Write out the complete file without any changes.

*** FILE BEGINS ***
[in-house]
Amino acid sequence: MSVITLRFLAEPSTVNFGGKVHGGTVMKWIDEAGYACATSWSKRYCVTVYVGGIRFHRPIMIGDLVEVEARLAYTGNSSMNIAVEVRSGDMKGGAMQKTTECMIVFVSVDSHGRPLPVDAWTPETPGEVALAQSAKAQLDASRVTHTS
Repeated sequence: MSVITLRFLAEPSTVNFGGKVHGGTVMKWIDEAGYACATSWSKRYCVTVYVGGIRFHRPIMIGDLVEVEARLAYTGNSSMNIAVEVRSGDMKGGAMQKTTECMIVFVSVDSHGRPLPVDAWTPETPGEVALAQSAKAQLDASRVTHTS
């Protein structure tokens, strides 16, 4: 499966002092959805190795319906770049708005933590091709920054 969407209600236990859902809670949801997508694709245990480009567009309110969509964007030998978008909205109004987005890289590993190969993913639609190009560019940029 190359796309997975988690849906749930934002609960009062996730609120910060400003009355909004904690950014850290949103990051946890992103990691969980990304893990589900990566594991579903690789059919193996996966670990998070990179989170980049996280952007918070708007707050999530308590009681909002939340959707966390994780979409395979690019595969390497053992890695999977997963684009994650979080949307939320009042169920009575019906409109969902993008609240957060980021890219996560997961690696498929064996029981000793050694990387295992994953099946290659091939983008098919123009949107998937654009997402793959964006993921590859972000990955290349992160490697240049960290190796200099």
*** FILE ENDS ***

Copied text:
[in-house]
Amino acid sequence: MSVITLRFLAEPSTVNFGGKVHGGTVMKWIDEAGYACATSWSKRYCVTVYVGGIRFHRPIMIGDLVEVEARLAYTGNSSMNIAVEVRSGDMKGGAMQKTTECMIVFVSVDSHGRPLPVDAWTPETPGEVALAQSAKAQLDASRVTHTS
Repeated sequence: MSVITLRFLAEPSTVNFGGKVHGGTVMKWIDEAGYACATSWSKRYCVTVYVGGIRFHRPIMIGDLVEVEARLAYTGNSSMNIAVEVRSGDMKGGAMQKTTECMIVFVSVDSHGRPLPVDAWTPETPGEVALAQSAKAQLDASRVTHTS
């Protein structure tokens, strides 16, 4: 499966002092959805190795319906770049708005933590091709920054 969407209600236990859902809670949801997508694709245990480009567009309110969509964007030998978008909205109004987005890289590993190969993913639609190009560019940029 190359796309997975988690849906749930934002609960009062996730609120910060400003009355909004904690950014850290949103990051946890992103990691969980990304893990589900990566594991579903690789059919193996996966670990998070990179989170980049996280952007918070708007707050999530308590009681909002939340959707966390994780979409395979690019595969390497053992890695999977997963684009994650979080949307939320009042169920009575019906409109969902993008609240957060980021890219996560997961690696498929064996029981000793050694990387295992994953099946290659091939983008098919123009949107998937654009997402793959964006993921590859972000990955290349992160490697240049960290190796200099």